One Breath at A Time

person wearing black jacket standing on green grass field near lake


Eckart Tolle says “one conscious breath” constitutes meditation. In other words, there are endless spaces we can create during our day for meditation that may be far more effective then trying to sit for 20 minutes, wrestling with the monkey mind. Meditation can happen at any minute of our day, and we can build upon this individual little moment to change our lives.

Why Meditation?

One reason some do not stick with mediation is because they wonder why they are meditating. They want to attach a goal or a purpose to it. The word meditation conjures up sitting and “doing nothing”. People can feel as if they are wasting their time. The fact is, meditation is training your mind to be present. The pleasure of life becomes exponential when we can really soak in the present moment. Even “unpleasant” moments and challenges can become more manageable, even lighthearted when we are simply present, not caught up in the story we’re telling ourselves about the situation and/or the characters. Using the breath as an anchor can bring us back into the present, however strongly our mind wants to wander from it. We can see the truth of what is, and can then act with kindness and integrity.

Imagine if you could feel the present moment, in all its simplicity and complexity, without the stories of what was or what could be. In fact, there is only this moment, and the next moment, which is still the present. We can plan for the future, pay our bills, take care of our children, and do all the necessary activities of living, while still being in the present moment. In other words, when you plan or dream about the future, do that with the upmost focus and care. When you feed your children and put them to bed, really be there in the moment doing those things. When you are in conversation, listen. Be mindful of your aversions and tendency to want to escape, and come back to the breath.

Many think worry is life’s necessity. Without worry, one would be passive or not care about a situation or person. But worry and rumination do not create change, or prove that you care. Action at the right time and place creates change. Compassion and listening show caring. Action can mean reflecting, gathering information, and waiting. Maybe the appropriate action is to execute several small steps to reach a final goal or resolution. If no action is possible, then see the worry for what it is and let it go. It will only cause suffering and anguish to punish yourself with endless thoughts.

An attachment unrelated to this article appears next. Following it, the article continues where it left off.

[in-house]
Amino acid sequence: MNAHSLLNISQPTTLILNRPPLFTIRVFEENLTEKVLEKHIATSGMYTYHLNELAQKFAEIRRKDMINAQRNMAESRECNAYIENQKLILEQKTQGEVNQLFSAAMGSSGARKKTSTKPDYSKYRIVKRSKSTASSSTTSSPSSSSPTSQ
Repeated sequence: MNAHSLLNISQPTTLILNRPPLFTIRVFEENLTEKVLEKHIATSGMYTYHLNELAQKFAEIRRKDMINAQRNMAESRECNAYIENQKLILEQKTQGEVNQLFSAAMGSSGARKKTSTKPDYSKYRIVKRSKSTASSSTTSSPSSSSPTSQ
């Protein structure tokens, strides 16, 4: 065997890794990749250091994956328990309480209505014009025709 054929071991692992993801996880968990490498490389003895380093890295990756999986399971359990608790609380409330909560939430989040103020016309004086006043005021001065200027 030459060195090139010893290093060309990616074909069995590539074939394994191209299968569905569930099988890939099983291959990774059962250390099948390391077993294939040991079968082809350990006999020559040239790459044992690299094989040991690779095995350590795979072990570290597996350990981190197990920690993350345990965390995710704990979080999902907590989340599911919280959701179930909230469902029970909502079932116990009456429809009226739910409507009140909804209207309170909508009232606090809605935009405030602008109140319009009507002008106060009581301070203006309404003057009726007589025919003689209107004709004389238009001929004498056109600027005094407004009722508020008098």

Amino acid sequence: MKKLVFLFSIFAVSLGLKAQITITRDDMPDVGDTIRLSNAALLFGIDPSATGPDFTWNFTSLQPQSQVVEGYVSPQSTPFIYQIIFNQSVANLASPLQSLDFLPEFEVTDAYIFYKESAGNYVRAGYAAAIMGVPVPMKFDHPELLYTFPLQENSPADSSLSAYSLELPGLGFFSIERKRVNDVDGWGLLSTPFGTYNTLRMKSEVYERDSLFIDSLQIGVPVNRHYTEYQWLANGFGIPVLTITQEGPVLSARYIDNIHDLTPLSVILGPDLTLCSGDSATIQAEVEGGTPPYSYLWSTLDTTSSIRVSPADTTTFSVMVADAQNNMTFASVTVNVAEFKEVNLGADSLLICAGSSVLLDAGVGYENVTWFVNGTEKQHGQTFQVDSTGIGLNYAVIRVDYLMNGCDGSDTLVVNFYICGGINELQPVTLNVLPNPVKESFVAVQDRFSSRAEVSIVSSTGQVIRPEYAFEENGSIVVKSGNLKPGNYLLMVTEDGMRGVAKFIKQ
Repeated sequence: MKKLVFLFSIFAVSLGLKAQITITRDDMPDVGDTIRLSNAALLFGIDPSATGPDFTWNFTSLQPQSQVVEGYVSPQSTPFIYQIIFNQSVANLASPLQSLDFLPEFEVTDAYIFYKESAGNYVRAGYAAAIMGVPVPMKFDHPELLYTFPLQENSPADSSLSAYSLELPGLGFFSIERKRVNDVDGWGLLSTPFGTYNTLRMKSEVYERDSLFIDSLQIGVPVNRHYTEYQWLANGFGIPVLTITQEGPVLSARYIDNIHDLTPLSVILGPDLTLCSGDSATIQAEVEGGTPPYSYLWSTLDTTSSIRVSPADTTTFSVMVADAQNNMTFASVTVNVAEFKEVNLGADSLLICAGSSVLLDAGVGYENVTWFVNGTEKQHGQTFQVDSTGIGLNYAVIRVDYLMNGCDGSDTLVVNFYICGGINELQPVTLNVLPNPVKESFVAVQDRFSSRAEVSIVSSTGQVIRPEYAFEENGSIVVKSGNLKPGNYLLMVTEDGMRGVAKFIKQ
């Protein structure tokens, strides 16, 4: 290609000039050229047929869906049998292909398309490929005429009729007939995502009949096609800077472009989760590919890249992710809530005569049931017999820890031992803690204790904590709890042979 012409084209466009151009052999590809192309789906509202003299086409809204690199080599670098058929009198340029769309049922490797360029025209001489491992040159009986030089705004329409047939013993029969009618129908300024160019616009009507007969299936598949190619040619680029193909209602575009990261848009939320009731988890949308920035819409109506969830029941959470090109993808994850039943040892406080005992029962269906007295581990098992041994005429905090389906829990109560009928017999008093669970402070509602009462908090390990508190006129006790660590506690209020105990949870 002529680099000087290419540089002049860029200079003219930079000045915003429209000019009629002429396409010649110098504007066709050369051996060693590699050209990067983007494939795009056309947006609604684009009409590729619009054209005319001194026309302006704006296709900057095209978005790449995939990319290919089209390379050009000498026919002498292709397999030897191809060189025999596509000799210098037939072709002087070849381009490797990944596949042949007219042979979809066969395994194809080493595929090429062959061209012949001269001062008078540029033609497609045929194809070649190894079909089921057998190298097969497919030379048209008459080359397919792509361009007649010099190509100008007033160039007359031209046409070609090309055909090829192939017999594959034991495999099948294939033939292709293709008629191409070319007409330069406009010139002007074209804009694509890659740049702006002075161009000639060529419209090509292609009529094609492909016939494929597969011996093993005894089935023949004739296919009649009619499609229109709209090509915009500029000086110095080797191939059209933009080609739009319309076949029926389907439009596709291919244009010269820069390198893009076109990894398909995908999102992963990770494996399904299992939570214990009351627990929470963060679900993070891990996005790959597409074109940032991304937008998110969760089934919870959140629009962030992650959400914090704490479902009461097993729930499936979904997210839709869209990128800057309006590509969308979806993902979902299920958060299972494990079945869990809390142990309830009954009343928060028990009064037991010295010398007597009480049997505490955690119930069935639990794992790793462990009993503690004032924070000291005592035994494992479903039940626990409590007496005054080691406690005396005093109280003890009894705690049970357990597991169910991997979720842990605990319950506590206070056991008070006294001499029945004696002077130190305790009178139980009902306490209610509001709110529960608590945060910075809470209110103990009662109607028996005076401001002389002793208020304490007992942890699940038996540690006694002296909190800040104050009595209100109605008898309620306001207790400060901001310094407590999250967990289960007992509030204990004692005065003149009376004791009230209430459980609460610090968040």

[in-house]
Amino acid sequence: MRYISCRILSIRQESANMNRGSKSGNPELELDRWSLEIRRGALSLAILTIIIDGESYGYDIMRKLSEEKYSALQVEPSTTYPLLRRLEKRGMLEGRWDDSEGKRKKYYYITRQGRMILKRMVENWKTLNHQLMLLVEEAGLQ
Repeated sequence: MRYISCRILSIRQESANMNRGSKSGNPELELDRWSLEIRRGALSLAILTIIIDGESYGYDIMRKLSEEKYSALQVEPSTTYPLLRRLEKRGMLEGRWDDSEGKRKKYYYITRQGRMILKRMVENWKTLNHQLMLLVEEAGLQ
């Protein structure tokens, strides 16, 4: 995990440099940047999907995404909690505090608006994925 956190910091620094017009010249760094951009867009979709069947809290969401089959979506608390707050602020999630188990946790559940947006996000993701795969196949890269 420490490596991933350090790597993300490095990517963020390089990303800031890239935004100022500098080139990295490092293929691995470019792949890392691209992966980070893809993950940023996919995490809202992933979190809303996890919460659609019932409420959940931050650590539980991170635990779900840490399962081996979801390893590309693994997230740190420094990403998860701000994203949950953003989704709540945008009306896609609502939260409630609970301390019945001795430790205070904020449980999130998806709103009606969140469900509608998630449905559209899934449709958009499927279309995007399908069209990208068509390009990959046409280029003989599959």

One Breath At A Time

At times, it may seem like we have don’t have a gap in all the things we must do in a day. In fact, there are many. The times of transition can be opportunities for mini-mediations. Essentially, one breath of mindfulness, one breath of meditation and attentiveness. Use a point of reference like the rise and fall of your belly, or the sensation of the breath through the nostrils, if that’s helpful for you to focus on breath. If you can get three conscious breaths in a row – wonderful! If you can only get one full, deep and mindful breath, you are still practicing meditation and those moment will add up and change your life.

Some easy times to practice one breath meditation include:

  • After waking, before getting out of bed
  • Brushing your teeth
  • Before or after a shower
  • Before stepping through the doors of work
  • After leaving work
  • While at a traffic light (you’re waiting anyways!)
  • Before nodding off to sleep
  • Really anytime before or after distinct activities or obligations

If you want a challenge, you can practice staying with your breath while….

  • Being in a disagreement with another person
  • Getting angry or frustrated – before speaking or taking action
  • Stuck in an uncomfortable situation – traffic delays, work deadlines, bodily pain, cravings, negative emotions.

Remember, in any given situation, these words are always true: this too shall pass.


Choosing Thoughts to Create Our Reality.